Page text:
Chancellor George Osborne will inflame a political row with Scotland's First Minister Nicola Sturgeon this week, when he is expected to confirm plans to let Northern Ireland set its own corporation tax.
The Scottish National Party's new leader told The Independent on Sunday yesterday that handing Northern Ireland responsibility for setting tax rates on business profits would "blow apart any claims that it was not possible for Scotland, too". Last week, the Smith Commission on Scottish devolution recommended that Scotland should be allowed to alter its own income tax rates, but did not include corporation tax.
Ms Sturgeon warned of dire consequences for the three major Westminster parties at the polling booth north of the border for failing to hand Holyrood a tax that, excluding North Sea oil, generates £2.9bn in Scotland, only to go to the Treasury in Whitehall.
At the same time, David Cameron has argued there is a "strong" case for the Northern Ireland executive in Stormont to have that power and has promised an announcement in Wednesday's Autumn Statement. The SNP wants a fuller range of tax-raising responsibilities than those proposed by Lord Smith, who was asked by the Prime Minister to set out devolution proposals. Westminster leaders had promised "extensive new powers" for Holyrood in response to the sudden surge in support for Scottish independence just ahead of the September referendum.
Ms Sturgeon said: "I very much hope Northern Ireland is given control of corporation tax. [But this] also demonstrates very clearly that the Smith Commission proposals, welcome though they are, do not include the range of the key job-creating powers we need.
"It is the lack of a range of key powers which means the package on offer to Scotland doesn't meet the 'home rule' pledges made, and the Westminster parties now face paying a heavy price for that when the people of Scotland have their say in May's election."
A senior Liberal Democrat source said that Danny Alexander, the Chief Secretary to the Treasury, had warned Conservatives of the likely political consequences of devolving corporation tax to Northern Ireland at a time when Scotland is seeking more powers. Northern Ireland politicians want to be able to cut corporation tax to attract big business, but its parlous finances have made negotiations with Westminster difficult.
"It's complicating the political narrative," said the source. "Danny was robust about this: it might not be economically the right time for Northern Ireland – and politically he sees the big picture."
A source close to the Smith Commission added that Mr Osborne and Mr Cameron were also under "no illusions" about how the SNP will play the issue. "They know how strongly people in Scotland feel about this," the source added.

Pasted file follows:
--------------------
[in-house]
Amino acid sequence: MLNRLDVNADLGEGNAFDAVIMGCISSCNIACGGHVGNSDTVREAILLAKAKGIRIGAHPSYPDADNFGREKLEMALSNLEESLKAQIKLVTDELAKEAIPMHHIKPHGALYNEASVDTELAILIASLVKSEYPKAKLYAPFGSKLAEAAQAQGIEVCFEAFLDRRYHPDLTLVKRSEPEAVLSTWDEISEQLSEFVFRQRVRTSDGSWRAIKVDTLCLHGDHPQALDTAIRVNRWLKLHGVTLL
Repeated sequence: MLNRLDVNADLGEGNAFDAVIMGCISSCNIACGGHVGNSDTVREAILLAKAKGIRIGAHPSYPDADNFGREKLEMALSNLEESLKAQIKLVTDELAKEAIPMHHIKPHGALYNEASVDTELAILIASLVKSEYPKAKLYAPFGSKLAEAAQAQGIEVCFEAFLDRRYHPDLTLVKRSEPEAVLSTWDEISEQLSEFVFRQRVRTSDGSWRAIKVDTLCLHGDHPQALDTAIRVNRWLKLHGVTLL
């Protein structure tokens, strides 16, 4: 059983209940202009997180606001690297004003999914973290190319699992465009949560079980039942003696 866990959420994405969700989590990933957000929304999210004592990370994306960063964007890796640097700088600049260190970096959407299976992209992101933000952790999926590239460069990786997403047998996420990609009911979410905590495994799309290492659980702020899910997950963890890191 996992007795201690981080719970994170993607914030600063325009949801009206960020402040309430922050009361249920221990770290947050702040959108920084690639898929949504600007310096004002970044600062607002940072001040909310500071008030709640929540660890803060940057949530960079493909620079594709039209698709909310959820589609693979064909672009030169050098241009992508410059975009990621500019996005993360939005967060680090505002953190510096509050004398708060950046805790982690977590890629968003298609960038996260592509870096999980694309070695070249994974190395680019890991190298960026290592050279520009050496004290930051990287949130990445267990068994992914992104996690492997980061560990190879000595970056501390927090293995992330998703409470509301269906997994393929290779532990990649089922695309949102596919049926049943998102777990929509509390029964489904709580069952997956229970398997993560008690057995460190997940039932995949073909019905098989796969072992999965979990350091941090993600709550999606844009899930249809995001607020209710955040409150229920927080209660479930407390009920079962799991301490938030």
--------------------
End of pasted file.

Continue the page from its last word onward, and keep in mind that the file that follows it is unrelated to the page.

Labour's Northern Ireland spokesman, Ivan Lewis, said that any decision must be made in the "best interests of Northern Ireland" rather than driven by "short-term political motivations".
UK corporation tax is 21 per cent. The Republic of Ireland has been hugely successful in attracting US multinationals such as Apple and Facebook with a rate of 12.5 per cent, and the poorer north wants to be able to match that rate.
Lord Smith did recommend devolving responsibility for air passenger duty to Scotland. A letter signed by Shadow Cabinet members Ed Balls, Chuka Umunna and Michael Dugher has urged the Chancellor to ensure that airports such as Newcastle and Leeds-Bradford, are not disadvantaged under the move.
Many Labour MPs with northern English seats fear that the Smith Commission proposals will leave their constituents worse off and damage their regional economies as businesses take advantage of tax cuts in Scotland. They also worry that Ed Miliband's response to the Scottish referendum and the English devolution question, including holding a constitutional convention after the election, is not urgent enough.
New balls, please
Ed Balls gave a masterclass in how not to respond to an Autumn Statement last year. Red-faced and angry, the Shadow Chancellor's voice soon grew hoarse as George Osborne and David Cameron laughed heartily at a performance that left Labour backbenchers contemplating whether Mr Balls should be sacked.
Still, it was a learning experience and he'll do an awful lot better this time around if he follows our top tips:
1. Keep your voice calm and quiet. The House of Commons will then fall silent as everyone tries to hear you. Also, everyone will think that you are thinking very carefully about the technical flaws in George Osborne's economics.
2. Be bipartisan. Praise one or two measures extravagantly and claim that they were Labour's ideas. This will surprise people who think you are a divisive figure, and make your attack on the rest of Mr Osborne's statement so much more effective.
3. Tell Ed Miliband and Harriet Harman to look on admiringly. The Shadow Chancellor's cause was hardly helped last year as both the leader and deputy leader of the party grimaced as the Tories openly mocked his speech.
4. Consider anger-management classes. Therapists talk of avoiding confrontational situations, using cognitive relaxation and spotting anger "triggers". We suggest deep breathing and positive thoughts – such as Mr Osborne being chased by irate Highlanders.
5. Retreat from economic la-la land. Any thought of deploying "hypothesised incremental growth production co-efficients" should be resisted. We say: think austerity-lite and keep it simple, Ed.
John Rentoul, James Cusick, Mark LeftlyReuse content